Written by Bertram Millhauser
Directed by Ford Beebe
Starring Jon Hall, Leon Errol, John Carradine, Alan Curtis, Evelyn Ankers
US Release June 9, 1944
RT 78 min.
Home Video Universal Studios Home Entertainment
Classic Horrors rating = 5 (out of 10)
This movie should really be called “An” Invisible Man’s Revenge, not “The” Invisible Man’s Revenge. I know, it’s just semantics, but the “The” indicates there is one invisible man and this is his revenge. In reality, the last of Universal’s Invisible Man series (unless you count Abbott & Costello Meets…) has nothing to do with the original The Invisible Man. Don’t let the name of the lead character, Robert Griffin, fool you; he’s of no relation to Dr. Jack Griffin.
In fact, he’s not even a doctor. Newspaper headlines would have us believe he’s a “homicidal maniac” that escaped an institution. That’s a reversal of the original story where it was the invisibility serum that drove a man insane. However, we end up in the same place in both cases, with a crazy invisible man running around wreaking havoc. Here, his purpose is more focused, though, as he holds Sir Jasper and Lady Irene Herrick at his mercy for cheating him out of his share of a fortune.
Who created the formula, then? That would be Dr. Peter Drury (John Carradine), a mostly harmless gentleman who owns a menagerie of invisible pets, but sees an opportunity in Griffin (Jon Hall) to experiment with a human being. Griffin is incredulous at first, but Drury tells him, “compared to air that has body or clear water in a bottle, it’s not so strange.” Before long, Griffin is transparent and Drury is fueling his delusions of grandeur by telling him he’s immortal.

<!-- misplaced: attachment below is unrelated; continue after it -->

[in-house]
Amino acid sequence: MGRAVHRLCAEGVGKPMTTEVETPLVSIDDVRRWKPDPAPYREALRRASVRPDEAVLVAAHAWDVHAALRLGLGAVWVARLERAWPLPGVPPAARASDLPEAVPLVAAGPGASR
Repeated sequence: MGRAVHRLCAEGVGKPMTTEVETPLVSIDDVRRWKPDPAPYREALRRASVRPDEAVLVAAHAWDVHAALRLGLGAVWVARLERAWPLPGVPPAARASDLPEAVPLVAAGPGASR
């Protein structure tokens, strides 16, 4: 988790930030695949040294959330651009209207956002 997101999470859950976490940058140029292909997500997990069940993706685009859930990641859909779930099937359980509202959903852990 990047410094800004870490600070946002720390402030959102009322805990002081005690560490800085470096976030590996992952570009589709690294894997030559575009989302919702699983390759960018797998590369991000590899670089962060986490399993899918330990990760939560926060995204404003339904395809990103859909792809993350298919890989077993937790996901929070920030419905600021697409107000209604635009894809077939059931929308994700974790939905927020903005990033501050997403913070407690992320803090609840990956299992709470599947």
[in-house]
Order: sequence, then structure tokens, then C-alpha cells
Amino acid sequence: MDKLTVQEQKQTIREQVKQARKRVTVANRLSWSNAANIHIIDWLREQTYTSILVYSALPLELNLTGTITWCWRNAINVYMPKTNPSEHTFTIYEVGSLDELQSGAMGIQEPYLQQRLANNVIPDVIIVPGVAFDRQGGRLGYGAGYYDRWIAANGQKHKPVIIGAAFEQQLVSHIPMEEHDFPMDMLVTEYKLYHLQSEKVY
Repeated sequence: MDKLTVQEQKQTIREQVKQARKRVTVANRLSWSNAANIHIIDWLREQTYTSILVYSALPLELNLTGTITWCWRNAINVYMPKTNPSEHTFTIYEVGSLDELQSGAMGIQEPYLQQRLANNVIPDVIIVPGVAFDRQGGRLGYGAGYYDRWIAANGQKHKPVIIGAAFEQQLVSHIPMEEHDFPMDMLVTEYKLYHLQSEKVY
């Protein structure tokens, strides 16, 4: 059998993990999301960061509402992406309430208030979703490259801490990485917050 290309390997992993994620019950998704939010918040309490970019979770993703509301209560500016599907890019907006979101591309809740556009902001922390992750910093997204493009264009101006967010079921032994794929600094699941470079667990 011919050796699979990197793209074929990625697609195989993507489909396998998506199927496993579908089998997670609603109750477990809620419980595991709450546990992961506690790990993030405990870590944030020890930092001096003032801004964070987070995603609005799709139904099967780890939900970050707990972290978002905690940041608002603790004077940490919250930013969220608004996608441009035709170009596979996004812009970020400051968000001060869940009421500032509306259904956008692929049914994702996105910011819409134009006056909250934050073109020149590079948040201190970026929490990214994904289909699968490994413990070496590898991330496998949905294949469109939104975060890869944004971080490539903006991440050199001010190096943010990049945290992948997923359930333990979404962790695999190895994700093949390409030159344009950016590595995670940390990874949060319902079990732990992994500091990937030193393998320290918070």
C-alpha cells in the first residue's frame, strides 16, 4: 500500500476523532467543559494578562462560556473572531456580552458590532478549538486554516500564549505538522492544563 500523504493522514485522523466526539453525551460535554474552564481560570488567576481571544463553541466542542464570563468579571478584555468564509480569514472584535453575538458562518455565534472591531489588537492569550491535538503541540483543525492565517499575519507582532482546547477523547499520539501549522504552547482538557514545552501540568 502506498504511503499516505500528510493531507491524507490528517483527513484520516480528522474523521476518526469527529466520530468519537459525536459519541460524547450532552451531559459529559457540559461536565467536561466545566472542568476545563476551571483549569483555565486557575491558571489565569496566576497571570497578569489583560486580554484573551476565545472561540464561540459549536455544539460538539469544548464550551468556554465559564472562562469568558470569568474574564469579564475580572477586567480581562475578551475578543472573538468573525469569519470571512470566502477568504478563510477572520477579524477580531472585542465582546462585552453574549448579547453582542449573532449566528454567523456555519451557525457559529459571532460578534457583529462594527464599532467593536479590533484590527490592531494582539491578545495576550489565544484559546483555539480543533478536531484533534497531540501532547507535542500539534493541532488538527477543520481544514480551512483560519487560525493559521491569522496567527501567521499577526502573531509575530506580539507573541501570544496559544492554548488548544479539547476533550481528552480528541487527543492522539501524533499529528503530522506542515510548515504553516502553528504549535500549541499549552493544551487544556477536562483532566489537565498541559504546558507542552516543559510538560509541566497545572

I wrote that Invisible Agent was finally a fun movie about invisibility, but The Invisible Man’s Revenge tops it. At the local pub, Griffin helps Herbert Higgins (Leon Errol) win a bet in a hilarious game of darts. And in the finale, Griffin fights rival Mark Foster (Alan Curtis) in the wine cellar. It’s the most action we’ve seen… er, not seen… between two characters in one of these movies, and it’s well done and effective. Bottles crash and tables flip, seemingly of their own volition.
Alas, there’s one huge plot development that makes no sense, other than to advance the story. At first, Griffin makes sure that Drury can keep him invisible: “There’s no chance of turning visible until you’re dead.” But then when he thinks being visible will somehow change the Herrick’s minds about sharing their wealth, he changes his mind and fights to stay in sight. Oh, well, he’s supposed to be crazy, so I guess making a decision and sticking with it isn’t his strong point.
Plus, this gives him an even more sinister purpose. Since only the blood of another man will keep him visible, he first drains Drury and when it doesn’t last, goes after Foster. Hence, there’s the fight in the wine cellar. It’s also a little convenient that with only 15 minutes left in the movie, Griffin announces that a dog is the only living thing he’s afraid of. It’s not going to be a surprise, then, that this dog will provide his ultimate demise. (“Rin Tin Tin Meets the Invisible Man”?!?)
Again, don’t think there’s a relation, but Hall was the Invisible Agent, also. I didn’t notice him much in that one, probably because he was invisible most of the time, but in The Invisible Man’s Revenge, his face gets a lot of screen time. A good-looking man who’s a cross between George Clooney and Johnny Depp, he’s quite charismatic. I’m not familiar with the actor, but this makes me want to research his resume. I’m kind of surprised he didn’t become a bigger star.
Universal’s invisibility movies were more miss than hit. But in the sense that they explored the joy and wonder of being invisible, they actually got better with each subsequent installment. None of them are my favorites, though. I don’t think any of them really took advantage of the concept. Their stories are contrived to fit a gimmick rather than evolving organically from the gimmick. I guess I prefer monsters that I can actually see.